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Haiti: When Churches and Schools Become Refuges for Internally Displaced Persons

Mélanie Blond, ALIMA’s Director of Communications, traveled to Haiti to document the living conditions of internally displaced persons. In her report, she details the critical situation faced by the inhabitants and the assistance provided by ALIMA in various sites in Port-au-Prince.

Life at the International Early Church

In Port-au-Prince’s Delmas district, the pastor of the International Early Church has generously opened his doors to welcome internally displaced persons.
An ALIMA mobile clinic regularly visits this church to provide essential medical care. Patients are first identified and sorted based on their medical conditions, then directed to consultation spaces where they receive comprehensive medical care, including psychological support.
Each time, about sixty patients receive much-needed care that has been unavailable to them for months. Due to the violence, public health facilities are almost all dysfunctional, and private healthcare is often financially out of reach.

“The pastor told me, ‘My son, come to my house, you’re welcome here.'”

Roberto lost everything when “bandits” took over his house in early 2023. Since then, he has been living at the International Early Church, where he has become the site coordinator, helping to organize daily life.

“We have been coming since early 2023 because the bandits took over our territory, our homes, everything we owned. On January 21, at around 2 p.m., we heard gunshots. The armed bandits took our territories and told us: ‘We are taking control, no one can leave.’ At that point, the police failed, and the police station was destroyed and burned. They took my house, my car. I had to flee, leaving everything behind, including my Bible. I found myself on the streets with my daughter. We left without knowing where we were going.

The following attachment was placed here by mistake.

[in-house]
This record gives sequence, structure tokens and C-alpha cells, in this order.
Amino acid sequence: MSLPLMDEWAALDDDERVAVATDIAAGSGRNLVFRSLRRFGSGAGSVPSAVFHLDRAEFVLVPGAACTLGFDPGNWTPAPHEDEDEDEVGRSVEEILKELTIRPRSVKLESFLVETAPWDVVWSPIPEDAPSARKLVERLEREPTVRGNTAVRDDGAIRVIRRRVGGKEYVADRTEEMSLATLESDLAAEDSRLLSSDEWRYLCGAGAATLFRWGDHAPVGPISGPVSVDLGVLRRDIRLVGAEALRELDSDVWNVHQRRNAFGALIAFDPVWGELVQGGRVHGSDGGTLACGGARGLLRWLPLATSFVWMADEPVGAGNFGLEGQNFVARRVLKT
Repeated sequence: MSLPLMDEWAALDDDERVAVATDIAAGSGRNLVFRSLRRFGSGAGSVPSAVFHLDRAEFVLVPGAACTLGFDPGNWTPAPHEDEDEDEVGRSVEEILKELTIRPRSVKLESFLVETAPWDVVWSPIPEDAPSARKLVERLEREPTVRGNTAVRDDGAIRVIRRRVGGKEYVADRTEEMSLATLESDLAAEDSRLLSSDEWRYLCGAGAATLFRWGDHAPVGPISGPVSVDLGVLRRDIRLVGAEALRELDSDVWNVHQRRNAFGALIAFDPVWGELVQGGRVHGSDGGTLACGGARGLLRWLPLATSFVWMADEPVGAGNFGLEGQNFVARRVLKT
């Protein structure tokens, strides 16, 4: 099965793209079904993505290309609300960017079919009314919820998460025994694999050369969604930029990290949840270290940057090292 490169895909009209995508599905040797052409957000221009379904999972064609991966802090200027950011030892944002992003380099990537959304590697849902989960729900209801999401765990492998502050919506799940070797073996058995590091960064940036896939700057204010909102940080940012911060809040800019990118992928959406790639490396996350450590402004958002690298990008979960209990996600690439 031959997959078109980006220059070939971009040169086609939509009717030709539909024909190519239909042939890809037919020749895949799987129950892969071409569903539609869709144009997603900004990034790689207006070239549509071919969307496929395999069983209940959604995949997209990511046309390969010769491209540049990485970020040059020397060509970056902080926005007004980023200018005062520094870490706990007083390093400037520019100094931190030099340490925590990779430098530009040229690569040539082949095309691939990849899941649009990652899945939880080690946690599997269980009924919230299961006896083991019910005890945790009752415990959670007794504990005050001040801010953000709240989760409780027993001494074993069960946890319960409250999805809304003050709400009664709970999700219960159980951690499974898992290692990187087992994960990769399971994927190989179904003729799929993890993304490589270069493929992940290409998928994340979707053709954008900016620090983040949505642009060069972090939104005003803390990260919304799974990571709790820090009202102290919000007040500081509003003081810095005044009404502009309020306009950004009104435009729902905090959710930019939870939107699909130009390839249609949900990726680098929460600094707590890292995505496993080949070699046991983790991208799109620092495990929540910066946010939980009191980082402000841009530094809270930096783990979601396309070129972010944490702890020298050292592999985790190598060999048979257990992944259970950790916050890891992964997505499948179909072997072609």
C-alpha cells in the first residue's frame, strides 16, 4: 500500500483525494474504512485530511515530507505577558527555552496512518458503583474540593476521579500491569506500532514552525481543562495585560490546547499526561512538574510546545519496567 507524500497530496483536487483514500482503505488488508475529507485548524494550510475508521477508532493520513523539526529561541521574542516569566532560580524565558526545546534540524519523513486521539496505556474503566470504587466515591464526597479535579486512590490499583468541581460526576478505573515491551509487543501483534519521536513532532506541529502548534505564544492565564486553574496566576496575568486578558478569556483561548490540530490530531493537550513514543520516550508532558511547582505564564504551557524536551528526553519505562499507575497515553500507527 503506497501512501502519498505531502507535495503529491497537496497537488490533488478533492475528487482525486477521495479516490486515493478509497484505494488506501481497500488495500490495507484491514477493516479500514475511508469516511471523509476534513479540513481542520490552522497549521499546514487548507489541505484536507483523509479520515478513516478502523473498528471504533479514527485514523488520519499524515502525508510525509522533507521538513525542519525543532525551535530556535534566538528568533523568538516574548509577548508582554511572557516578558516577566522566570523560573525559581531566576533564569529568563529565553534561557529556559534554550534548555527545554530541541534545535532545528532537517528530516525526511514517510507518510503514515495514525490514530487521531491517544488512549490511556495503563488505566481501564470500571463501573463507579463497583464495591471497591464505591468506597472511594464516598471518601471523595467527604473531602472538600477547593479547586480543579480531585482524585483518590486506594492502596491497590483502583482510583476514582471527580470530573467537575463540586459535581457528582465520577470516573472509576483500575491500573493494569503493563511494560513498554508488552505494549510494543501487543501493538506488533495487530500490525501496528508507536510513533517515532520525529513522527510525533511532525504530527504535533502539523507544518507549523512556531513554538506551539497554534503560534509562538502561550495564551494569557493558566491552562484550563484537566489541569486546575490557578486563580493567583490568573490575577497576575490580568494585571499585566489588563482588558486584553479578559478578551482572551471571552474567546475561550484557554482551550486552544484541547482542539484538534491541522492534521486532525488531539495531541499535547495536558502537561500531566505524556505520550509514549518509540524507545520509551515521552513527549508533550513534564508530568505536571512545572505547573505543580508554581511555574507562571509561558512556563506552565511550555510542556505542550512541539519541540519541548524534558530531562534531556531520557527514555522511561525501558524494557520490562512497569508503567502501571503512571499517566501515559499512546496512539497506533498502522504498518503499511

I contacted the pastor to tell him that the armed bandits had evicted the people from my neighborhood. He said, “My son, come to my house, you’re welcome here.” I came here, but I didn’t know how long for. Thanks to the pastor, we found refuge here. Since that day, we have faced many calamities. NGOs used to bring us water and food, but now we are on our own. We live like in the jungle. But even the jungle has laws: the lion is the leader, but we are not animals.”

Haiti Urgences Robert Refugie Eglise Internationale Primitive 1

376 Families at Caroline Chauveau School

The internal displacement site at Caroline Chauveau School, located at the Champ de Mars in Port-au-Prince, accommodates about 500 people, from 376 families. Living conditions are extremely difficult: families are packed into the schoolyard, buildings, and even balconies due to lack of space.

In a single room, 25 to 30 people are crammed together. The president of the citizens’ committee managing this site explains that food supplies are starting to run out and that they need nutrition kits.

ALIMA regularly deploys mobile clinics to provide medical and mental health support. Children participate in art therapy workshops, where they draw their daily lives, revealing the traumas they suffer. Some children draw two houses and express their nostalgia for their former home as well as the impact displacement has had on their education and well-being.

The daily challenges these communities face highlight the need for solidarity and ongoing support.

Haiti: When Churches and Schools Become Refuges for Internally Displaced Persons

Haiti: When Churches and Schools Become Refuges for Internally Displaced Persons

Posted by ALIMA on Tuesday, Mai 5, 2024

Cover picture © Mélanie Blond/ALIMA

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